Wednesday, February 6, 2013

Napoleon in Egypt

 Following the landing near Alexandria and capture of the city late in May 1798, Napoleon’s army swept south where they confronted the main Egyptian Army outside Cairo. Napoleon’s superior military tactics overwhelmed the Mameluke cavalry and the battle for Cairo was over in a few hours. Three days later Napoleon marched into the city. Watteau exploits the dramatic setting with the majestic Great Pyramid of Giza – still almost unknown – theatrically dwarfing the battle.

Napoleon in Egypt : The Battle 

of the Pyramids ( July 1798)

In ordering an expedition to Egypt and creating an Army of the Orient in April 1798, under the command of the young General Bonaparte, France’s post-revolutionary Directory sought to do two things. The first was to block Britain’s trade route to India and re-establish commerce with the Levant. The second unstated objective was to remove the ambitious young Bonaparte, whose popularity following his success in the Italian Campaign of the previous year rendered him a threat in current volatile politics.

General Bonaparte famously addressed his troops on their arrival in Egypt with the words “From the heights of the Pyramids, forty centuries look down on us”. The reality of France’s Egyptian Campaign was less grandiose, and descriptions by surviving French Officers of Napoleon’s decision to trek his 37,000 troops across the desert rather than follow the Nile River from Alexandria, tell of appalling mismanagement, of thirst, discomfort, disease and death. Nevertheless it was in the Battle of the Pyramids (more accurately the Battle of Embabeh in the Gaza plain where the battle actually took place) that Napoleon famously routed the Mameluke cavalry by putting into practise his innovative use of the massive so-called ‘divisional square’, a tactic first deployed in Antiquity. The Mamelukes had effectively ruled Egypt since the thirteenth century and were legendary, apparently invincible, and fearless warriors. Their defeat at the hands of General Bonaparte further enhanced his reputation.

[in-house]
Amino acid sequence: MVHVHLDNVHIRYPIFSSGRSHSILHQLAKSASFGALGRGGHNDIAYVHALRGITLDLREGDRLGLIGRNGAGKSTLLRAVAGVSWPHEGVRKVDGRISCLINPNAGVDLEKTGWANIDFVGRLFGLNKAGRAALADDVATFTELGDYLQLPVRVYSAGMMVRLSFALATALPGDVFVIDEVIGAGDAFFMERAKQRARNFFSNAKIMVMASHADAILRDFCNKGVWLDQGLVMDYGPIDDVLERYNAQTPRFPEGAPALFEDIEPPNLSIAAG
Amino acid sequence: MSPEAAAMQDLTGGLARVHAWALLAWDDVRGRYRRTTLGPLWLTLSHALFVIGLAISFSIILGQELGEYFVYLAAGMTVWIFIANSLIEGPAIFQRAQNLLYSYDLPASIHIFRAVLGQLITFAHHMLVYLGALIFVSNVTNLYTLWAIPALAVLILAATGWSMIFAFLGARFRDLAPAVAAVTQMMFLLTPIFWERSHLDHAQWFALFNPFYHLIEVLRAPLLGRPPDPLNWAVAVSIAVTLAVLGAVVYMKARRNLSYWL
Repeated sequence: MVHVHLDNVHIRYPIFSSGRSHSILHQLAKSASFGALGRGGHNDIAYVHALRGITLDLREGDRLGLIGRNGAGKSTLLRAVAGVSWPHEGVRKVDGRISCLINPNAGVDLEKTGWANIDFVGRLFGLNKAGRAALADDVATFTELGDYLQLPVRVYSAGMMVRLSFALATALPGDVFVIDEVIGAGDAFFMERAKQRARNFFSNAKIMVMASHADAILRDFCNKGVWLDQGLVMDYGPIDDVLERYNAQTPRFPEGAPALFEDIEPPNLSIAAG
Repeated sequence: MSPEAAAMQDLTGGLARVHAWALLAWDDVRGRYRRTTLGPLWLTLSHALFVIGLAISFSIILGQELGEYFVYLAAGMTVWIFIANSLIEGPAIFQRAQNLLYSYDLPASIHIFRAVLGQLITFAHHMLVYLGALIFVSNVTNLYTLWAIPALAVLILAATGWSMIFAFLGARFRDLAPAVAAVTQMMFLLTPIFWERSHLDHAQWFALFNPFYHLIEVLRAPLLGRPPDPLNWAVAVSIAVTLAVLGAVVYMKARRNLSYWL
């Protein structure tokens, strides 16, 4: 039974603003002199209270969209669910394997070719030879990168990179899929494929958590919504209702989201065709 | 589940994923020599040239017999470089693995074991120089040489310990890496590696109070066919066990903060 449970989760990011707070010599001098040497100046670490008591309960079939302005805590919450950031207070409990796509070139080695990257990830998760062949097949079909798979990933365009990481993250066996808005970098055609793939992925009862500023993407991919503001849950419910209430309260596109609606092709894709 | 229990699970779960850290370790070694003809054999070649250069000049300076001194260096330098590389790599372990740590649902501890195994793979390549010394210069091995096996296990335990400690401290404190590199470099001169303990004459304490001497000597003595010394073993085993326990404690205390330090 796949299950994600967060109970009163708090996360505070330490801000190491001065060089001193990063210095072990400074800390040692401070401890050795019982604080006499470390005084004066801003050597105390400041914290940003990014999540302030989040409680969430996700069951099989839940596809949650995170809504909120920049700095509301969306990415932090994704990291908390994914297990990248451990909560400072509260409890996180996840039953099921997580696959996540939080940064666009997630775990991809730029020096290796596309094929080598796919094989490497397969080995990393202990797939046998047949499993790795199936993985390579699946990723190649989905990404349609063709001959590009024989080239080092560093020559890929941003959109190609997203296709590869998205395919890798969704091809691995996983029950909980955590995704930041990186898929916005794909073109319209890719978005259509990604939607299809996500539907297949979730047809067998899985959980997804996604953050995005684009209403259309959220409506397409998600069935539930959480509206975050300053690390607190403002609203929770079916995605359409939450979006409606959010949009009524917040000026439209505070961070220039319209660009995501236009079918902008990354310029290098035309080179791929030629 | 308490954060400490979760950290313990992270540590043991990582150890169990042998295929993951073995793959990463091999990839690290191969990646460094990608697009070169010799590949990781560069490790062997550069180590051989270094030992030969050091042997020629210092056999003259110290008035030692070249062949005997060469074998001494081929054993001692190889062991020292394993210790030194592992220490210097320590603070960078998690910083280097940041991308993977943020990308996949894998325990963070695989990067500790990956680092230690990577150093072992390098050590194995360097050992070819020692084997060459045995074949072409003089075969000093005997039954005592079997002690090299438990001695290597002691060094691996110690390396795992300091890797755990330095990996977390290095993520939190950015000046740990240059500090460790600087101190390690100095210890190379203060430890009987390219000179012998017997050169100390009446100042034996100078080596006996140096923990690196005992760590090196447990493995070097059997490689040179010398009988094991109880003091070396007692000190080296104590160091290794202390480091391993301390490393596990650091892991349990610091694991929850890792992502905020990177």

The Battle of the Pyramids, between French troops led by Bonaparte and 21,000 Egyptian Mameluke soldiers was a resounding victory for the French. In contrast, the French naval fleet, stationed in the Bay of Aboukir, was attacked by the newly arrived British fleet, under the command of Horatio Nelson, and was roundly defeated. Following this naval defeat, Bonaparte’s Egyptian campaign remained land-based.

Having installed himself as master of Egypt by force, Bonaparte then set about installing in Egypt what he viewed as the benefits of western civilisation. He established the Institut d’Egypte for French scholars, a library, a chemistry laboratory, a health service, a botanical garden, an observatory, an antiquities museum and a zoo.

Certainly Bonaparte held high hopes of advancing both his 

own status and expanding the French Empire. Despite the 
fact that the military Campaign was a failure, when the 
French Fleet was destroyed by Lord Nelson and the 
British Navy at Aboukir in the Battle of the Nile 
(effectively blockading the Army of the Orient in Egypt), 
the Egyptian Campaign acquired legendary status. 
Napoleon and his personal body-guard, Raza Roustam, 
as well as a number of the captured Mamelukes, departed 
Egypt in 1799 - while the majority of the army were repatriated 
back to France by the British Navy following the final defeat 
of the French forces in Egypt in 1801. Nevertheless, the 
Egyptian Campaign entered into the popular imagination. 
One hundred and fifty-four scholars from every profession – 
from archaeology to architecture, medicine to geography, 
and engineering to lexicography – had accompanied Napoleon 
to Egypt as part of this expedition. Their scientific studies of
 both ancient and modern Egypt, together with the legendary 
status of the Battle of the Pyramids, established a mystique 
embracing both the Pharaohs and the exotic Orient. 

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